Your Dress Hangs Here
after Frida Kahlo’s “My Dress Hangs There”
there is only one woman left & that
is not you, the city submerged in the flames
of her bouffant gown. this air of nonchalance
pollutes every crack on concrete-coated
rubble, pixelated splinters of ambition
muddled in asphalt. even the telephone rings
in clumsy wheezes & no one answers.
forget how america promised to call
back. how dollars coil themselves around
a crucifix, unrelenting. in another corner, a
half-eaten ship puffs at the skyscrapers
in unfiltered disapproval, leaving lady liberty
behind. the garbage bin also a vessel for
everything abandoned: something resembling
a boiling flask, tickseeds, hands. confess,
how those hands undid the ticks of the analog
clock on the wall. time stretching like
lifelines across the clotheslines, Tehuana dress
as the centerpiece. the dress on a noose, without
a neck to hold. you are not in this frame,
perhaps hiding from the decay. & the wreckage
shows nothing of satisfaction, drowning
your heritage somewhere other than here.
Jessica Kim is a writer based in California. Her works have been recognized by the National Poetry Quarterly and Pulitzer Center, and can be found in Glass: A Journal of Poetry, Eunoia Review, Minute Magazine, and many more. She loves all things historical and sour. She can be found on Instagram at @jessiicable.
Letters Painted on the Boulder
Cento from Wise Blood by Flannery O’Connor
Hazel liked the clear light of day. She liked to see things. After a few minutes a woman with a mop opened the door. She was a big woman with very yellow hair and white skin that glistened with a greasy preparation. She had on a pink nightgown that would better have fit a smaller figure. Somebody is going to want to get by you. Hazel seemed to at once to have to balance her face so that her expression would be the same on both sides. The women had finished eating and were smoking cigarettes. How long you been here? Nothing’s going to happen. This is one more hard place to make friends in. Something on your mind? The sky was like a piece of thin polished silver with a dark sour-looking sun in one corner of it. There was a small, oval mirror. The wooden frame continued again over the mirror and ended in a crowned, thorned headpiece, showing that the artist had not lost faith in his work. I can smell the sin on your breath. Hazel recognized the voice without looking. The fake blind man leaned forward and smiled. I don’t believe in sin, Hazel said. Take your hand off me. But he kept wrapping it tighter. I don’t have to run from anything because I don’t believe in anything. There’s only one truth, and that is that there’s no truth. There used to be a fire-escape.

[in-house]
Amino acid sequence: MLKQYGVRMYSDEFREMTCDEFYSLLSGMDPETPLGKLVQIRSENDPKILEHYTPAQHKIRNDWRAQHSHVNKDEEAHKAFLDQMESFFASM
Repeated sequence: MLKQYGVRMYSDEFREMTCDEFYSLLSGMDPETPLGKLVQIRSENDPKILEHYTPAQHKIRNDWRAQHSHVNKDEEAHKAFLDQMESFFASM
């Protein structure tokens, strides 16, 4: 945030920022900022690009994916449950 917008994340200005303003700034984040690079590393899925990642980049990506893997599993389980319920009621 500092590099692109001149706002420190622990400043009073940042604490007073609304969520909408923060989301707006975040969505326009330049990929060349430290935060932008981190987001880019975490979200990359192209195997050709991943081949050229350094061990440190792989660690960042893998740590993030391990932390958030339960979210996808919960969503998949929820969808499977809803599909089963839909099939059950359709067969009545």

Aura Martin is a graduate of Truman State University. She is the author of the forthcoming chapbookThose Embroidered Suns(Lazy Adventurer Publishing) and the micro-chapbookThumbprint Lizards(Maverick Duck Press). She is a 2020 Sundress Publications Best of the Net nominee. Her work has appeared in3 Moon Magazine,ang(st) zine, andVariant Literature, among others. In Aura’s free time, she likes to run and take road trips. Find her on Twitter @instamartin17
To My Nephew’s BB Gun
Beck Guerra Carter
He holds you in small hands, scrawny
arms. Points you across the lawn
at a tiny red target. He keeps his eyes
open. Pulls the trigger. Turns the target
into red shards hidden in the grass. When
he asked for you for his birthday,
it made perfect sense for a Texas boy
to want a toy gun. It made sense for you
to come into this house filled with Transformers
and Marvel characters. American childhood
is shaped by heroes making things go BOOM. Tell me,
when does a toy become a weapon? When does
a boy become a man? Become a threat?
When he plays with you it is the back yard
not the front, you are allowed in. His father
says never point that at anybody. Not even
to be funny. His father says other boys can do things
he cannot do. It’s just the way things are. I know
it isn’t fair. When you arrive in his hands
for the first time it is 2014. Tamir Rice is
gone. I don't like your presence. You feel
like the worst waiting
to happen. When the target breaks, his grin
is wide. I never want that smile to shatter.
Beck Guerra Carter is a queer poet from Austin, Texas. She is currently an MFA candidate in Creative Writing at Texas State University. She has been published in Persona and the forthcoming anthology Odes and Elegies: Eco-Poetry from the Texas Gulf Coast. Beck currently resides in San Marcos with a tiny dachshund named Cookie. Her pronouns are she/they.